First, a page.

Doug Lafortune Welcome Figures, University of Victoria

Last year I posted a series of images on a pole carved by Charles Elliott that is standing at the University of Victoria. On that same visit I also photographed these Welcome Figures which are carved by Doug Lafortune and stand at the main entrance to the First Peoples House at U-Vic. This building features a great deal of First Nation’s art from south western British Columbia – the artists are listed on this link, as well as information about the architect (Alfred Waugh is also an indigenous person) and other details about the purpose of the building at this link.

The first U-Vic website linked above describes the welcome figures featured here in this way:

“Lafortune created two traditional freestanding cedar welcome figures that line the main entrance to the First Peoples House. The figure on the right represents a traditional Coast Salish man with a boy, and the figure on the left displays a traditional Coast Salish woman and child.”

woman figure front looking up

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First Peoples House 3

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First Peoples House 1

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The university also has a handbook for First Nations students that tells about campus initiatives to involve aboriginal peoples more in the life and work of the University, though it predates the construction of this building.

 

To view the gallery click on any of the images below, to navigate in the gallery use the arrows on the sides of the images, or on your keyboard, to return to this page hit escape.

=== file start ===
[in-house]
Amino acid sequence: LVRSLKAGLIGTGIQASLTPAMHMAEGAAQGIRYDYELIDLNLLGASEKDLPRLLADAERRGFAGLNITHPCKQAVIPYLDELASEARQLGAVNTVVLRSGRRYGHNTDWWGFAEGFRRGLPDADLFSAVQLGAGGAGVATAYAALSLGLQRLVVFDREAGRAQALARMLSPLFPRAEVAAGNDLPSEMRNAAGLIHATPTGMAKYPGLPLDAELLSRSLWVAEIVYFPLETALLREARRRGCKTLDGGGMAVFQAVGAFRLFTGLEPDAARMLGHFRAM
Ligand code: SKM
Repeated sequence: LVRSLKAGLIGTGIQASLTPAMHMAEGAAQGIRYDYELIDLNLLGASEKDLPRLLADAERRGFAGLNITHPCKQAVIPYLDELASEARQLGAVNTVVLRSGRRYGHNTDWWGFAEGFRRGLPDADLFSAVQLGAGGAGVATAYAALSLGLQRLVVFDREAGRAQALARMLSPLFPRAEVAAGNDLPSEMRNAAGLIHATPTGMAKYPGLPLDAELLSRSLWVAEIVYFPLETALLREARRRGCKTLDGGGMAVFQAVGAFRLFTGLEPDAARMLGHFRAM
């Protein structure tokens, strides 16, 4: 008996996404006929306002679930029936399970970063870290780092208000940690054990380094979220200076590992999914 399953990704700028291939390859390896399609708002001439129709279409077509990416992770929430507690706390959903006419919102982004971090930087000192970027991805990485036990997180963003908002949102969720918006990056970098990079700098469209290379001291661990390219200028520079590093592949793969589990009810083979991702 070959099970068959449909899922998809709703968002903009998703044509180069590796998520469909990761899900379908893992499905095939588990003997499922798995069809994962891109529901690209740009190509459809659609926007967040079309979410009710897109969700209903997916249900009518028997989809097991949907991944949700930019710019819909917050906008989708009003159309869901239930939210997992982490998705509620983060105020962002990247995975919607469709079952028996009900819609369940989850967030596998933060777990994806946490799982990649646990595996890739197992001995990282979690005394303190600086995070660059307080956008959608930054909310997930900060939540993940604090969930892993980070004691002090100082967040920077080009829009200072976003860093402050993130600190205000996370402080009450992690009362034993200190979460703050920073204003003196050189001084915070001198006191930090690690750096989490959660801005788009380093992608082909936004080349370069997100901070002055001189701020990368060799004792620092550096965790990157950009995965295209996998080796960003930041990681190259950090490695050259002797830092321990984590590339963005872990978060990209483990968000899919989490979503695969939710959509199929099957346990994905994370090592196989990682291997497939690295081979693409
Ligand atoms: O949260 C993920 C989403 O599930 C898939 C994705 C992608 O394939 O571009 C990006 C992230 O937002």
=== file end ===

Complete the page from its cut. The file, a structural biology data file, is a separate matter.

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This place can be found on my map of First Nations markers and Songhees geography in the Victoria area, at this link.

Canon EOS 5Dii, Nikkor-N 24/2.8 lenses, ISO 100, shot as jpegs.

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8 thoughts on “Doug Lafortune Welcome Figures, University of Victoria

    • Thank you for commenting Andy. They are indeed captivating images, completely photogenic. Makes a photographer’s job really easy! I will be interested to see how they weather, I think they might improve with age as the cedar turns grey and silver

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  1. These are wonderful carvings in a beautiful setting. The traditional figures go well with the modern building, too. Great photos, especially the close ups of the details on the carvings.

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    • Thanks Ken. I like the close ups too – they help me to see the detailed artistry that is a bit lost when looking in person at such large sculptures – the size rather overwhelms the finer points.
      I need to get inside this building and get some more shots of the other works sometime. UVic has a very nice campus, especially for a relatively young university (1960’s). It has changed an awful lot since I first attended classes there in 1973…..

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